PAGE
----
Garrison Theater was packed for the Xiamen Philharmonic Orchestra’s exclusive appearance, and not a single person walked out when, in the final movement of The Echoes of Hakka Earth Buildings, the fire alarm went off. The lights came up, the alarm flashed and blared and the orchestra forged ahead, confident in their enthralled audience. It was a dramatic end to more than two hours of stunning music. The true stars of the evening were, quite appropriately for an event at Scripps, three very impressive women. Huang Bin’s performance in The Butterfly Lovers demonstrated how beautifully a skilled violinist can evoke the emotion of the human voice. Zhang Hongyan strode onstage for The Little Sisters on the Grass Land in a sweeping white gown, a rock star haircut and a pipa—a traditional Chinese lute-like instrument in hand. Zhang drew a fantastic range of dynamic and tone from her instrument with amazingly speedy fingers, demonstrating why she is often referred to as “the pipa queen.”
The most impressive performance, however, was Maestra Zheng Xiaoying. Her long career in music has been characterized by innovations, such as the blend of the traditional pipa with a Western orchestra. The first prominent woman conductor in China, Zheng began her work after the Cultural Revolution, with prestigious musical training and a strong personal philosophy: “Intent on serving the needs of society, committed to realizing one’s own capability.”She has been Principal Conductor of China Central Opera Theater, founder and director of the first Chinese all-women’s orchestra and the only non-state owned orchestra, and a nominee for the Nobel Peace Prize. Her goal is to introduce “the abstract and refined arts to more and more people,” and she has achieved this through her management of multiple orchestras, her commitment to musical education and her multiple tours to Europe, Australia and the United States.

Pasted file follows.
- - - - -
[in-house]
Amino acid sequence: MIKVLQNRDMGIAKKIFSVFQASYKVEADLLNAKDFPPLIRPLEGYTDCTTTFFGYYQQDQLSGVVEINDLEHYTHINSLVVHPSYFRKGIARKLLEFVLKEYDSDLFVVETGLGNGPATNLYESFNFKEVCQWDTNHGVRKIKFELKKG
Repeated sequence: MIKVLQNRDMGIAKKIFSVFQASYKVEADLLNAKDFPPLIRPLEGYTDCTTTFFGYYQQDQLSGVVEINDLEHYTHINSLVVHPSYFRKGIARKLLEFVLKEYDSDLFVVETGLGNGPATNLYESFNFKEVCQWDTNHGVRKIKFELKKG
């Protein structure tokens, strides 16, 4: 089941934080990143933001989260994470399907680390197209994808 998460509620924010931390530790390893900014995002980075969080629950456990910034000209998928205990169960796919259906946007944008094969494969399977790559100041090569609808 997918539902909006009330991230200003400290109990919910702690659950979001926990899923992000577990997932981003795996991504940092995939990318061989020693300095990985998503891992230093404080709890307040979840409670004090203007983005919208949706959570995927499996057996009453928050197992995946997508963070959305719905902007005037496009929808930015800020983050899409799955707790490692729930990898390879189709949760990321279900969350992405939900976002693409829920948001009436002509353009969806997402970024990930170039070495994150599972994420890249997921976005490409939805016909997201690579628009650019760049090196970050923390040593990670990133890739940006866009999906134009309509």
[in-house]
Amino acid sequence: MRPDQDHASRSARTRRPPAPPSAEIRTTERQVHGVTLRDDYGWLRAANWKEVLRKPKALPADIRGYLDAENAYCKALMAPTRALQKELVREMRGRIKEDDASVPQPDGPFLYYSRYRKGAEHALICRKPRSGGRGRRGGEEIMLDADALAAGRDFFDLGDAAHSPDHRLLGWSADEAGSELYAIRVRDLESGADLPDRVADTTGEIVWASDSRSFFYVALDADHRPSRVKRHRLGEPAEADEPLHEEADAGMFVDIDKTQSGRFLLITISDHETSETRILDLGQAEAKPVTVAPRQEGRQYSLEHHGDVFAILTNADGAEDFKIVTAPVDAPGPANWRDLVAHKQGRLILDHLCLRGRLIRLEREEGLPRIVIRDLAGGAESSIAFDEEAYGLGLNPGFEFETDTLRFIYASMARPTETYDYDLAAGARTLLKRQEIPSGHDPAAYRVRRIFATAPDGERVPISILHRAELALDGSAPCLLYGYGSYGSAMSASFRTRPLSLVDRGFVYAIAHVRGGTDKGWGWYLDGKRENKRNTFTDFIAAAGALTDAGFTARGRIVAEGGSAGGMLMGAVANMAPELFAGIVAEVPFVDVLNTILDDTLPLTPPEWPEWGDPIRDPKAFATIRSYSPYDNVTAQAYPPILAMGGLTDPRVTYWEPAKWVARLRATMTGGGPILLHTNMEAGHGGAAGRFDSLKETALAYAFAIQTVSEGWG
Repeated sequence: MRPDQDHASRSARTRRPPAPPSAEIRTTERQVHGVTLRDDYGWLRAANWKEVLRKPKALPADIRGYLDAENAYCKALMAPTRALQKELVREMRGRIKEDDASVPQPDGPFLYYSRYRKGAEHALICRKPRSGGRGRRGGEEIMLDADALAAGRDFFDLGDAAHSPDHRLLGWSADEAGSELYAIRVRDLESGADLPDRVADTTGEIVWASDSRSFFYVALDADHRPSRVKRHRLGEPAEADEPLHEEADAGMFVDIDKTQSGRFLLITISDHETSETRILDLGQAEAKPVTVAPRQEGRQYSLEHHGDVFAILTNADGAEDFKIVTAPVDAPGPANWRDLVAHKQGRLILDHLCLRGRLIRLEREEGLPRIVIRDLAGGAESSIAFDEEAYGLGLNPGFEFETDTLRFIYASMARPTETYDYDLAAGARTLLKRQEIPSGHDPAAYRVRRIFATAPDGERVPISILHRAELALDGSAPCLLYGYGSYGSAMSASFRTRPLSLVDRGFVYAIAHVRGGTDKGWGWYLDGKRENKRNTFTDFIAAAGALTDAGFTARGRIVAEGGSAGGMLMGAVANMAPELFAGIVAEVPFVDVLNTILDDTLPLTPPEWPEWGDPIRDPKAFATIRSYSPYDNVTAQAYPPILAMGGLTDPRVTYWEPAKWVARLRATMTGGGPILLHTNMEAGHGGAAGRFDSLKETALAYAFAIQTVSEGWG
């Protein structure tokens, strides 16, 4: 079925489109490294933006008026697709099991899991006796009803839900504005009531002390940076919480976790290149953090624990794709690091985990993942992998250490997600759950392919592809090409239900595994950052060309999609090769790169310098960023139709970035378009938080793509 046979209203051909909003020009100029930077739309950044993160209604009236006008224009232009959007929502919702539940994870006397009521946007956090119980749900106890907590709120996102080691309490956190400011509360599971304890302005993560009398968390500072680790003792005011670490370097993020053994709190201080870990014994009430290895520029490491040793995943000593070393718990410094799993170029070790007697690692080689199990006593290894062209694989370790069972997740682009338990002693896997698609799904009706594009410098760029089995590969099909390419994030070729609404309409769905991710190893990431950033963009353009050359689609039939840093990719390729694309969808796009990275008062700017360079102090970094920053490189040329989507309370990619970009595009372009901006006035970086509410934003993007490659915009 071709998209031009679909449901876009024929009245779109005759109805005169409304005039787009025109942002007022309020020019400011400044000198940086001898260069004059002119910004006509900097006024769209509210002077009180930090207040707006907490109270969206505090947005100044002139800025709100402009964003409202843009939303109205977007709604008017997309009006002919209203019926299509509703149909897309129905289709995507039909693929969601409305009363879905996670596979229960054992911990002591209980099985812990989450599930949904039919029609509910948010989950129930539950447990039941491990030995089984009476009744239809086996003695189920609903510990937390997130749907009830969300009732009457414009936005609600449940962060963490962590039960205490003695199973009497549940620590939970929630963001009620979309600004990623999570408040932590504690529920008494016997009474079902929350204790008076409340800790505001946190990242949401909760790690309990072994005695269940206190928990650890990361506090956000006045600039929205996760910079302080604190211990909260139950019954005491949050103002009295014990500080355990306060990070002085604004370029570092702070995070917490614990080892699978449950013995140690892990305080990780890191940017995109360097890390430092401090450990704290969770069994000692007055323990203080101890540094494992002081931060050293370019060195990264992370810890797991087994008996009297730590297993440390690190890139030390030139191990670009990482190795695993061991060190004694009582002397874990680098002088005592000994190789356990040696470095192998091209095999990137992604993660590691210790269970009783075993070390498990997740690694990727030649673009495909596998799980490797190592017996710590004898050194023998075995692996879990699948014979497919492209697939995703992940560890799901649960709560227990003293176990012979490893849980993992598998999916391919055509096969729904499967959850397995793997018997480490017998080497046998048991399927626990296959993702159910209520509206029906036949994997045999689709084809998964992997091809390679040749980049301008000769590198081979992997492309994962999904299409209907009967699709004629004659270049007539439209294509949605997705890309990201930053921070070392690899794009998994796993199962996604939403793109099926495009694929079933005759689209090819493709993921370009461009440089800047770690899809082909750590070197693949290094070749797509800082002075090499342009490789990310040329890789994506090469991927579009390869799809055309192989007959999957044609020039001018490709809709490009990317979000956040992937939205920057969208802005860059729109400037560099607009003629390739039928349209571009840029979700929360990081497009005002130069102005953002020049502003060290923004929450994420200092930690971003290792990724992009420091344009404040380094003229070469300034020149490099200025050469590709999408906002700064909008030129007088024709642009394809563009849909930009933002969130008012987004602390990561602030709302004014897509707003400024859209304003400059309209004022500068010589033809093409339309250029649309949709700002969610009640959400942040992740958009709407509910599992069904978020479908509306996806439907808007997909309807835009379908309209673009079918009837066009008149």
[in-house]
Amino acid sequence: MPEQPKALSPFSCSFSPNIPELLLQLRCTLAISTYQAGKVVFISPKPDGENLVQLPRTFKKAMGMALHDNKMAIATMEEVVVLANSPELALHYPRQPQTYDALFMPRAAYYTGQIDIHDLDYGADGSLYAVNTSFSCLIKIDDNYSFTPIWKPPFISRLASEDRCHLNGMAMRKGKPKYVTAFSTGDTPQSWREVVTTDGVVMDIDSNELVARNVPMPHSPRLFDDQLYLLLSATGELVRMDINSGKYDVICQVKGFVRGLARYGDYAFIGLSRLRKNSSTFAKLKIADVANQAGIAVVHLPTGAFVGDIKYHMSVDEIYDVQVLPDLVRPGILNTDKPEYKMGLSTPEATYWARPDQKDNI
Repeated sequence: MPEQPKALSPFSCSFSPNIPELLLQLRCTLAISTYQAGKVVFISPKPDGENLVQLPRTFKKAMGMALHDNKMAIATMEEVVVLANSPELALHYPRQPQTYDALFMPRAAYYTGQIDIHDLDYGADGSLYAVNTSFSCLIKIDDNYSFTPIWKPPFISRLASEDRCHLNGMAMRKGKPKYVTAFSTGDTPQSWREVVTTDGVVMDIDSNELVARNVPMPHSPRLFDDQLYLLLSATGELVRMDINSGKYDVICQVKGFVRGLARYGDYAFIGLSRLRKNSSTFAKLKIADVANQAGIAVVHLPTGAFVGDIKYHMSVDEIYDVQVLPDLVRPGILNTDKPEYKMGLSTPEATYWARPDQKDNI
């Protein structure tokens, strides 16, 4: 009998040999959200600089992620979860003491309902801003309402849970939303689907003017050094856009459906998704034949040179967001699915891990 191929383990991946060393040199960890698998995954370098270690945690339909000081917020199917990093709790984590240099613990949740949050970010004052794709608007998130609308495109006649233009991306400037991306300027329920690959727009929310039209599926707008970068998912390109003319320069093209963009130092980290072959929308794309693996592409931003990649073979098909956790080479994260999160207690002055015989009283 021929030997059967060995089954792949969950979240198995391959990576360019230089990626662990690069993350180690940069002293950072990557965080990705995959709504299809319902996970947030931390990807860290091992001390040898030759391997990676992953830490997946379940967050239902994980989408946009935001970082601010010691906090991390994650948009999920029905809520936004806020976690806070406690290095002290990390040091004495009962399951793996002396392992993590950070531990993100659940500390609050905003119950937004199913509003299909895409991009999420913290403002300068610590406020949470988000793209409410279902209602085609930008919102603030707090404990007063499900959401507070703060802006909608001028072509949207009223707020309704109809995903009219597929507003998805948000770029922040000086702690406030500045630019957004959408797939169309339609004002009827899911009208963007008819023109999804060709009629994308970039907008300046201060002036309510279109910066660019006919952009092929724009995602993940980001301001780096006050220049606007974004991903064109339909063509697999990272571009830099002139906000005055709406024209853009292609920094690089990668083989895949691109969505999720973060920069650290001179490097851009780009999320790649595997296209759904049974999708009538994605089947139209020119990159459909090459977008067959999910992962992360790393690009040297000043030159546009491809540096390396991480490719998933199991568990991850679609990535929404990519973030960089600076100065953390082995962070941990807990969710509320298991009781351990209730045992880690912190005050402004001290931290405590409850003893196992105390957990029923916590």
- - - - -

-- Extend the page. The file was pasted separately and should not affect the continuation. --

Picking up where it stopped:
Zheng and her orchestra presented both traditional and modern compositions. They demonstrated their commitment to sharing music by inviting the Claremont Concert Choir to join them in the final piece. To hear such musicianship and see such energy and dedication was a unique experience, and I, for one, hope the Xiamen Philharmonic will be back.